Part of Devendra Banhart's appeal is the sheer magnitude of his iconoclasm. Nobody sounds quite like him. With his wobbly, warbling falsetto, colorful but unusual lyricism, and penchant for musical and vocal outbursts that run counter to the slow-bubbling acoustic folk informing his arrangements, he's like the crazy uncle who, whatever his neurosis, is a thousand times more interesting than the rest of your family. Like Will Oldham, there seems to be a willful self-consciousness to Banhart's vocals, but there's also a quality to his performances that demands rapt attention, as if an alien had been beamed into our midst. If it is an act, neither breaks character all night.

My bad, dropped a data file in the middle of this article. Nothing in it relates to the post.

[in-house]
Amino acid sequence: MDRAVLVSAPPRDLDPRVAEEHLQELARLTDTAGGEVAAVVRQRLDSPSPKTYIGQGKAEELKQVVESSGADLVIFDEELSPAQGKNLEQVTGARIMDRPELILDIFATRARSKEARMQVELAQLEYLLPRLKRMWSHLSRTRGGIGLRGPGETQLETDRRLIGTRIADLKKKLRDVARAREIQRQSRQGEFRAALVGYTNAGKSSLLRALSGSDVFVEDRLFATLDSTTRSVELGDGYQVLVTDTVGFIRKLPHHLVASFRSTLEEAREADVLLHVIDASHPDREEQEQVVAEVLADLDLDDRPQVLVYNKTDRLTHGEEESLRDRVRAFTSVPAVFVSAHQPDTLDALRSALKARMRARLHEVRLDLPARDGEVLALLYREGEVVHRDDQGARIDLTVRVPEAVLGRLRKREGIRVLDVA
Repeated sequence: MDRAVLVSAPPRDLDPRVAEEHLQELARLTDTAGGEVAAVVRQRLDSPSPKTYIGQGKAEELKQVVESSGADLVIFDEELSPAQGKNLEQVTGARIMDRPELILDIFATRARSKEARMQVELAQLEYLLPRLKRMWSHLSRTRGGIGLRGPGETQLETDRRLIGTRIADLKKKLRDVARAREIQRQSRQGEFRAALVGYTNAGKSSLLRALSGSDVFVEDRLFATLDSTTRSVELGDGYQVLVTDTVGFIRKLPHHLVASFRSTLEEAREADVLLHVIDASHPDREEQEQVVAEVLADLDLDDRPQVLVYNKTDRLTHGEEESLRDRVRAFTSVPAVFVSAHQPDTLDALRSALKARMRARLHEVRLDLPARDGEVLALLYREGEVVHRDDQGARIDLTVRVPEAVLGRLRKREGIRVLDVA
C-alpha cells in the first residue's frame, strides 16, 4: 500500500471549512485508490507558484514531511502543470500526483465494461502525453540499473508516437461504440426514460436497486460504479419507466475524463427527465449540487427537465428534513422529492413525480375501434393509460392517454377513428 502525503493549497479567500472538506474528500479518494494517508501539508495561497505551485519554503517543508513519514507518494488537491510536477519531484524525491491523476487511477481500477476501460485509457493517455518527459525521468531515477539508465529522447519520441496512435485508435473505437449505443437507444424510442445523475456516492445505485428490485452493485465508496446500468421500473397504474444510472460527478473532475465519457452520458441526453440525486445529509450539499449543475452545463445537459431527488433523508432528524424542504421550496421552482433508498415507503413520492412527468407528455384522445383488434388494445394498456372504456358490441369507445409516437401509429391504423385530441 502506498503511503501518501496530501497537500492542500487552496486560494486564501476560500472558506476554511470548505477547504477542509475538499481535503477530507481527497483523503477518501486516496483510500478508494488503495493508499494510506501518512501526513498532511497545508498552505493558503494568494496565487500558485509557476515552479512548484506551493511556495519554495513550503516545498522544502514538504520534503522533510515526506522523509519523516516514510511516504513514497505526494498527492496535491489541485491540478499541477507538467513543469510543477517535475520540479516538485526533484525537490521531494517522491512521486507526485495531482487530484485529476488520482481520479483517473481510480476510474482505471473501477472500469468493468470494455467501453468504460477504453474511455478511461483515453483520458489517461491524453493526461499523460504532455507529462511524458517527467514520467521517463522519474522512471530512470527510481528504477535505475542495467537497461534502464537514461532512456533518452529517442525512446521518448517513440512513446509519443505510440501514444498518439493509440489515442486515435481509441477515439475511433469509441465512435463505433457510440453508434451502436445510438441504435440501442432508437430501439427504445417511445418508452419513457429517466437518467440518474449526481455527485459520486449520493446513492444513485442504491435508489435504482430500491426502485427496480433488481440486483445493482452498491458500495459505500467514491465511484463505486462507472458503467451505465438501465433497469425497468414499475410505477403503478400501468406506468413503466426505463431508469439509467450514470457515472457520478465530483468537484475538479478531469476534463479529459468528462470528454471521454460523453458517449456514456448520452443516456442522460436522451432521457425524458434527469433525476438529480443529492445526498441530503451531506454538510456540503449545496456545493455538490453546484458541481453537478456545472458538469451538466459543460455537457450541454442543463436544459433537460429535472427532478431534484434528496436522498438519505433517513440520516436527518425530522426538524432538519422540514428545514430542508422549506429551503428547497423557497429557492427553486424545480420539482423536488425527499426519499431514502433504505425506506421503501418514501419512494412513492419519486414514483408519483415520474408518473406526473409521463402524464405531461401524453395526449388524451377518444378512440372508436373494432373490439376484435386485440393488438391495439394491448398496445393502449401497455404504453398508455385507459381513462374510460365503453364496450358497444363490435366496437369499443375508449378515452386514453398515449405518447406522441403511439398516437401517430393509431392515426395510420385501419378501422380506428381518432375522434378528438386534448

The lyrics of his first album, Oh Me Oh My, are near-inscrutable bits of imagery and poesy, like, "If my snail is cold and comes to a halt, then my sea has my favorite salt." With his quirky, wrenching delivery and unsteady strum, Banhart invests them with an unusual level of feeling. His latest, Rejoicing in the Hands, is more polished, losing some of its hermit/nutcase cachet while demonstrating Banhart isn't dependent on it to bring his songs across.